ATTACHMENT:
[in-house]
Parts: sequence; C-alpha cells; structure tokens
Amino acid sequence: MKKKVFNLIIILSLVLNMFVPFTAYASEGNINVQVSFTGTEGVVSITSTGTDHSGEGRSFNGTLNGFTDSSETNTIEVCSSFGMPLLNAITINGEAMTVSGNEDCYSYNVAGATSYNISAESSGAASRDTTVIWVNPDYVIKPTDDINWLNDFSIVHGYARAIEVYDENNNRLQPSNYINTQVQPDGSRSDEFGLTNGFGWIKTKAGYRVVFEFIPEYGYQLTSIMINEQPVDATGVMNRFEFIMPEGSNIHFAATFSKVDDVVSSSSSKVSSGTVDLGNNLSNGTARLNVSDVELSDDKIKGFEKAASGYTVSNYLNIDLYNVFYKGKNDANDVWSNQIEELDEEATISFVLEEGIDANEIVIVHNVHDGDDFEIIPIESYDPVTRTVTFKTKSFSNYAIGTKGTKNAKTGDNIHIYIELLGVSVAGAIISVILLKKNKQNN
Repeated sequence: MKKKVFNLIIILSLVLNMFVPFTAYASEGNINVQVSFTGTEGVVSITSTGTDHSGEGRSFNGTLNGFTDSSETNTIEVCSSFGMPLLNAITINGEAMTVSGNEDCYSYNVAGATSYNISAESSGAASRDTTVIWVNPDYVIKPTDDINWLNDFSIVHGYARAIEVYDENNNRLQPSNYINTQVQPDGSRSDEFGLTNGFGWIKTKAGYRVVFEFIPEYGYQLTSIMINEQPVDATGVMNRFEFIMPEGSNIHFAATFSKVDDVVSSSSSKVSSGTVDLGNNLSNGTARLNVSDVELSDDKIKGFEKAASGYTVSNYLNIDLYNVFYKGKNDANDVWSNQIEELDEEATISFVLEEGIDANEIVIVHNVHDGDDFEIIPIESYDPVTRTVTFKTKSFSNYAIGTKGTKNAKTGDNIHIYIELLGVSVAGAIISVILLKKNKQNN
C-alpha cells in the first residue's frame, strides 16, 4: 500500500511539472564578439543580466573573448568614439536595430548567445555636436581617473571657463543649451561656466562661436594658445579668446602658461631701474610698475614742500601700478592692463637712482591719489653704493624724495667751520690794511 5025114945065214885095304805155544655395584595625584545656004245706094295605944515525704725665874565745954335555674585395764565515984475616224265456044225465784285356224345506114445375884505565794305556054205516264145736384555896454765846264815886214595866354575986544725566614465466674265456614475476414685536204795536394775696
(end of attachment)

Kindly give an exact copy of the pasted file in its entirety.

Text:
[in-house]
Parts: sequence; C-alpha cells; structure tokens
Amino acid sequence: MKKKVFNLIIILSLVLNMFVPFTAYASEGNINVQVSFTGTEGVVSITSTGTDHSGEGRSFNGTLNGFTDSSETNTIEVCSSFGMPLLNAITINGEAMTVSGNEDCYSYNVAGATSYNISAESSGAASRDTTVIWVNPDYVIKPTDDINWLNDFSIVHGYARAIEVYDENNNRLQPSNYINTQVQPDGSRSDEFGLTNGFGWIKTKAGYRVVFEFIPEYGYQLTSIMINEQPVDATGVMNRFEFIMPEGSNIHFAATFSKVDDVVSSSSSKVSSGTVDLGNNLSNGTARLNVSDVELSDDKIKGFEKAASGYTVSNYLNIDLYNVFYKGKNDANDVWSNQIEELDEEATISFVLEEGIDANEIVIVHNVHDGDDFEIIPIESYDPVTRTVTFKTKSFSNYAIGTKGTKNAKTGDNIHIYIELLGVSVAGAIISVILLKKNKQNN
Repeated sequence: MKKKVFNLIIILSLVLNMFVPFTAYASEGNINVQVSFTGTEGVVSITSTGTDHSGEGRSFNGTLNGFTDSSETNTIEVCSSFGMPLLNAITINGEAMTVSGNEDCYSYNVAGATSYNISAESSGAASRDTTVIWVNPDYVIKPTDDINWLNDFSIVHGYARAIEVYDENNNRLQPSNYINTQVQPDGSRSDEFGLTNGFGWIKTKAGYRVVFEFIPEYGYQLTSIMINEQPVDATGVMNRFEFIMPEGSNIHFAATFSKVDDVVSSSSSKVSSGTVDLGNNLSNGTARLNVSDVELSDDKIKGFEKAASGYTVSNYLNIDLYNVFYKGKNDANDVWSNQIEELDEEATISFVLEEGIDANEIVIVHNVHDGDDFEIIPIESYDPVTRTVTFKTKSFSNYAIGTKGTKNAKTGDNIHIYIELLGVSVAGAIISVILLKKNKQNN
C-alpha cells in the first residue's frame, strides 16, 4: 500500500511539472564578439543580466573573448568614439536595430548567445555636436581617473571657463543649451561656466562661436594658445579668446602658461631701474610698475614742500601700478592692463637712482591719489653704493624724495667751520690794511 5025114945065214885095304805155544655395584595625584545656004245706094295605944515525704725665874565745954335555674585395764565515984475616224265456044225465784285356224345506114445375884505565794305556054205516264145736384555896454765846264815886214595866354575986544725566614465466674265456614475476414685536204795536394775696